With production only resuming under strict COVID-19 safety protocols, to pull off the most essential part of the series was an act of defiance all to itself. “We should’ve filmed a behind-the-scenes documentary because it was challenging,” Canals reveals to ET. “There were a lot of creative camera angles and we actually had to do some visual effects work as well.”
And what normally was a scene with over 100 people, sometimes included press watching from the rafters, was reduced to less than half. “We were limited in terms of how many individuals we could have on our ballroom set, which was in our stage in the South Bronx,” Canals explains.
“We didn’t think we were gonna see all those people again, honestly,” Mj Rodriguez says, saddened by the fact that so many regular faces from seasons 1 and 2 initially were not allowed back on set. “It was a little nerve-wracking filming those because we didn’t know what it was going to be like. We were treading into murky waters if you will, so you know, we didn’t really know,” she continues, adding that everybody had to get tested regularly.
Dominique Jackson as Elektra in ‘Pose’ season 3.
And suddenly, what went from some of the cast members’ favorite scenes to shoot was something far more difficult to pull off. “This season, I will say they weren’t as fun to shoot because we had to be really safe and there were lots of protocols that had to be put in place and restrictions and rules,” recalls Dyllón Burnside, who plays Ricky. “It’s hard to sort of corral a lot of people in that way and we also didn’t have as many people, which really cut down on the energy that we got to have in the room.”
And in order to maximize the number of ballroom scenes they could do, executive producer Ryan Murphy says they “held everything until almost the last week of shooting, which was interesting because that’s when the vaccinations started to happen.”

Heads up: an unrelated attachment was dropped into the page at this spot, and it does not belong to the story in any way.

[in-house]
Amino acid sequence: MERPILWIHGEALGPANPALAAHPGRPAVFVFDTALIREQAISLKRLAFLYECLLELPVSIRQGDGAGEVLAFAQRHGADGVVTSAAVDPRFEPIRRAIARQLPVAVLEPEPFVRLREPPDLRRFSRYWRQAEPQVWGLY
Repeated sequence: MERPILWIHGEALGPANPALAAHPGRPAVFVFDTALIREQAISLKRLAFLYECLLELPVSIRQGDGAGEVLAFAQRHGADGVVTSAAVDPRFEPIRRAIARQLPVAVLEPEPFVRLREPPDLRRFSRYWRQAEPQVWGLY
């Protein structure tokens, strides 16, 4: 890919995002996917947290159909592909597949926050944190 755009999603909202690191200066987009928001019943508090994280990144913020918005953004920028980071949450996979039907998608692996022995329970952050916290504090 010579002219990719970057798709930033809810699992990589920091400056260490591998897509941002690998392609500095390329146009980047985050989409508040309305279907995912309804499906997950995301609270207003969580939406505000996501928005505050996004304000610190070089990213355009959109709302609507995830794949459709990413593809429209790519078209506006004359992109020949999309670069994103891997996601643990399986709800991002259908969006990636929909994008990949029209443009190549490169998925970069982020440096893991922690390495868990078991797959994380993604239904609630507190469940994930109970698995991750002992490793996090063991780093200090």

“It was really laboursome to navigate,” Moore shares. “It was challenging sometimes, but we got through it and we created really beautiful scenes. People were very cooperative and very supportive to the process.”
And it’s that resilience that everyone is proud of. “We made it through,” says Billy Porter, who won an Emmy for his performance as Pray Tell. “I’m so proud of this work. I’m so proud of the fact that we did it in the middle of a pandemic.”
Jason Rodriguez as Lemar in ‘Pose’ season 3.
Burnside adds that “one of the most beautiful things that I enjoyed about filming this season was that in that spirit, we had to improvise. We did a special ball this season… It’s unlike any other ball that we’ve ever shot and that was probably my favorite ball, because it was our first ball that we shot after coming back. It was really special.”
And while producer and writer Our Lady J admits “they’re some of the hardest scenes to write… fans love them and we had to get them.” In the end, season 3 wouldn’t feel as grand and glittery without them. “The show is a bleeding heart wrapped in a disco ball,” Mock says. “And so you need a disco ball.”
The third and final season of Pose premieres Sunday, May 2 with back-to-back episodes.
–Additional reporting by Rande Iaboni